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Articles: SABRE: Arduino + NXTMMX + LEGO Motors

Arduino + NXTMMX + LEGO Motors

Updated 2010-11-09. It is not much easier to install the library.

When I first learned that Mindsensors.com (who make several really neat sensors for use with the NXT) was making a motor multiplexer, I contacted them to ask if it would work with the Arduino (yes!) … and then I asked if I could buy a prototype and was thrilled when they sent me one. (Thanks!)

This video shows how well it works.

Oh man. I love the NXT, but I really like the possibilities that this affords. The NXTMMX allows you to connect two LEGO motors to a device that issues I2C commands, and gives you one more port to plug in another NXT device. There is a good tech spec documenting the commands, so there is no reason it wouldn’t work with your microcontroller of choice, by merely connecting four wires (with a cable like this, or something from here) and supplying power with a battery pack.

Better than that, though, is that there are other I2C sensors for the NXT which will work. When I run the I2CScanner example sketch, I am able to see a HiTechnic Compass Sensor and a Mindsensor’s Line Leader. Most of my other sensors do not use the I2C bus to communicate and would need to be connected differently to use with an Arduino. [For anyone who wants to try, allow me to recommend Extreme NXT: Extending the LEGO MINDSTORMS NXT to the Next Level, or download the NXT Hardware Development KitLEGO was kind and wise enough to offer schematics on how the parts works.] One I2C sensor that did not work was LEGO’s Ultrasonic sensor. I suspect that if I provided a 9V power signal to it, it would work.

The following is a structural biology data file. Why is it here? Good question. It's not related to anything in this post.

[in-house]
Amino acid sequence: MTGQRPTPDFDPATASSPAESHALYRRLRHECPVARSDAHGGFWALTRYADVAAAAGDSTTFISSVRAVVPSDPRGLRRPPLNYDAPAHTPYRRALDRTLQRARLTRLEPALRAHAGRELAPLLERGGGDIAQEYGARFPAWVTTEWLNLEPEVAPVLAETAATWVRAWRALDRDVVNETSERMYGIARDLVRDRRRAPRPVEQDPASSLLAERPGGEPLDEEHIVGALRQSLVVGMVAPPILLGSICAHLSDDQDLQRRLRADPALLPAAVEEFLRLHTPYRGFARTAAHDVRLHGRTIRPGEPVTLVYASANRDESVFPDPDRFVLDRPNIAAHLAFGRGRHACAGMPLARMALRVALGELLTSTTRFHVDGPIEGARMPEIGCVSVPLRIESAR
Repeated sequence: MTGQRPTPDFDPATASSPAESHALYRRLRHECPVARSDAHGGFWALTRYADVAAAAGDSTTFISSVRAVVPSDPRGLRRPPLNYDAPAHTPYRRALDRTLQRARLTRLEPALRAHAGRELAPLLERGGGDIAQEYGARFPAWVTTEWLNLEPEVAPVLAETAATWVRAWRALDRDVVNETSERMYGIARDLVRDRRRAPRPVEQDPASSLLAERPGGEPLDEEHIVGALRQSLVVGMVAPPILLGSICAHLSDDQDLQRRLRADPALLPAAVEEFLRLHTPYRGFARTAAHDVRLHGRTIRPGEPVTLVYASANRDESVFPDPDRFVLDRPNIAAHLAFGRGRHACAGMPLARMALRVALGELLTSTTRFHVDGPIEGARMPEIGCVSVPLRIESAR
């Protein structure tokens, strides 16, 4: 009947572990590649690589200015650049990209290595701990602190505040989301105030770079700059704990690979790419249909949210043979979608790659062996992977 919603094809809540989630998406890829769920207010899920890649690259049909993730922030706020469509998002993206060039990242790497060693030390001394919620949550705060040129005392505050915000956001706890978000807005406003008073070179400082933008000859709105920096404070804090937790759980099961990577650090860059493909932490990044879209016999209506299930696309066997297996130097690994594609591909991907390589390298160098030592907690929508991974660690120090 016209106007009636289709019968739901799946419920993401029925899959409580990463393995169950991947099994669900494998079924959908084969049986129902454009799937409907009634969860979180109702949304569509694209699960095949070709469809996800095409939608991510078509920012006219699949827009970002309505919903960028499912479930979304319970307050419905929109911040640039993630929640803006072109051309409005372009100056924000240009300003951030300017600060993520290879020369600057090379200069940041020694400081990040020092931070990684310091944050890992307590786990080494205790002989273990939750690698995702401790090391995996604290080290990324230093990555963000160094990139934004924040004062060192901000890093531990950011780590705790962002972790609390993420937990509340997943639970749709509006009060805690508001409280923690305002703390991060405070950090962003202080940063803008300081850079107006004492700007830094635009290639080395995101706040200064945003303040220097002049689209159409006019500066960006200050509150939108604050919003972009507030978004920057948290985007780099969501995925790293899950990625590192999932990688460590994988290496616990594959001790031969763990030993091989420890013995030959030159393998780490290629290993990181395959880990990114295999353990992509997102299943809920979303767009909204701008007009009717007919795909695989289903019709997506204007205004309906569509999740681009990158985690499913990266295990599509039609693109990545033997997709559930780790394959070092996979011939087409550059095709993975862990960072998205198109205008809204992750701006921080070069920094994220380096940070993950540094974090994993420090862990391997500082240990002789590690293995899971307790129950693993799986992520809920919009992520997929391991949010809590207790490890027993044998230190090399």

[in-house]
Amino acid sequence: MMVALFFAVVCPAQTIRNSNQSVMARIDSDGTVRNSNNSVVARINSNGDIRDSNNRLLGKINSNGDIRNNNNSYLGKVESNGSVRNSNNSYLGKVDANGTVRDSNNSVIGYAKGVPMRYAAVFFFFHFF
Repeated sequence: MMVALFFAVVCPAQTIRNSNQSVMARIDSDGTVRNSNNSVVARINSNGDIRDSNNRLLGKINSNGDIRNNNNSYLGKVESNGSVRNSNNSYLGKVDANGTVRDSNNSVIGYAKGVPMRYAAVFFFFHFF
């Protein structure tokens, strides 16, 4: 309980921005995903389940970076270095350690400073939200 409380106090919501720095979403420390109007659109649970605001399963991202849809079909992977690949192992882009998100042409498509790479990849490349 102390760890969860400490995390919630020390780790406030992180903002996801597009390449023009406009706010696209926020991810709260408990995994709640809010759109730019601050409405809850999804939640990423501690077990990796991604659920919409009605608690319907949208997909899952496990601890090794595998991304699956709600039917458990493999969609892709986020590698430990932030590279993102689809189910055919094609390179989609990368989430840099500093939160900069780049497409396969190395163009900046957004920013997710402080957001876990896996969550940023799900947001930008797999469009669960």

I have started an open-source project called NXT I2C Devices for Arduino. The project contains my initial code to run the NXTMMX (ported from the Not eXactly C API for the device), and, Mindsensors has been contributing code so you can use it with other sensors that they sell!

Update: To use it, create a directory called libraries within your Arduino sketchbook directory. Then, download and extract the latest version of NXTI2CDevice into that folder. (You should end up with a /libraries/NXTI2Device folder within your sketchbook.) Quit and restart the Arduino IDE, and you are ready to go!